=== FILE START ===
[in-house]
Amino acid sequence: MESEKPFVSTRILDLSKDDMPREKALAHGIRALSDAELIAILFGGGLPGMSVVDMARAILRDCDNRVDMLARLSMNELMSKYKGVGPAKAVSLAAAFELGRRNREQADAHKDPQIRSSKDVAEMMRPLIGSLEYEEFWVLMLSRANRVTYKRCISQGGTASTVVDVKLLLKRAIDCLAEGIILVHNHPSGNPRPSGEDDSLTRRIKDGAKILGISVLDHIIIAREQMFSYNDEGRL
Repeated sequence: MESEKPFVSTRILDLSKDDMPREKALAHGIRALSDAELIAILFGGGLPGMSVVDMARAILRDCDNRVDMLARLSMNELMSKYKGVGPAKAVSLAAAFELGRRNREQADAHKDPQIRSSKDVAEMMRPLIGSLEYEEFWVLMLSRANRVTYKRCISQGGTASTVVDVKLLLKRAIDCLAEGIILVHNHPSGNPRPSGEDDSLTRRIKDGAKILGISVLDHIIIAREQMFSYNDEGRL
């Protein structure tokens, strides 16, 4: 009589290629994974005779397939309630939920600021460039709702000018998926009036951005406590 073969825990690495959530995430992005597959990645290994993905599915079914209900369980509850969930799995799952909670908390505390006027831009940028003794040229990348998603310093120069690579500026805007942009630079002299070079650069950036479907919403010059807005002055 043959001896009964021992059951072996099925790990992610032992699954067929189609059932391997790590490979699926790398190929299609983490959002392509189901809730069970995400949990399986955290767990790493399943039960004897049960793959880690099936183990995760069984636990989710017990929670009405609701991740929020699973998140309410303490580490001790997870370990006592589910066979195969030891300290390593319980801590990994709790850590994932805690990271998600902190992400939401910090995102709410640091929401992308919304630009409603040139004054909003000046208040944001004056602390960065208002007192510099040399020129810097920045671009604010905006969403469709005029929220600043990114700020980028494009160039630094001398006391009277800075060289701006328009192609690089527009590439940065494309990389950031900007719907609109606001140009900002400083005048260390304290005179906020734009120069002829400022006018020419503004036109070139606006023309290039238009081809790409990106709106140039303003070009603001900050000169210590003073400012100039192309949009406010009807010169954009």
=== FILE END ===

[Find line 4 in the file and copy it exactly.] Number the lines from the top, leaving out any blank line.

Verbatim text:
């Protein structure tokens, strides 16, 4: 009589290629994974005779397939309630939920600021460039709702000018998926009036951005406590 073969825990690495959530995430992005597959990645290994993905599915079914209900369980509850969930799995799952909670908390505390006027831009940028003794040229990348998603310093120069690579500026805007942009630079002299070079650069950036479907919403010059807005002055 043959001896009964021992059951072996099925790990992610032992699954067929189609059932391997790590490979699926790398190929299609983490959002392509189901809730069970995400949990399986955290767990790493399943039960004897049960793959880690099936183990995760069984636990989710017990929670009405609701991740929020699973998140309410303490580490001790997870370990006592589910066979195969030891300290390593319980801590990994709790850590994932805690990271998600902190992400939401910090995102709410640091929401992308919304630009409603040139004054909003000046208040944001004056602390960065208002007192510099040399020129810097920045671009604010905006969403469709005029929220600043990114700020980028494009160039630094001398006391009277800075060289701006328009192609690089527009590439940065494309990389950031900007719907609109606001140009900002400083005048260390304290005179906020734009120069002829400022006018020419503004036109070139606006023309290039238009081809790409990106709106140039303003070009603001900050000169210590003073400012100039192309949009406010009807010169954009």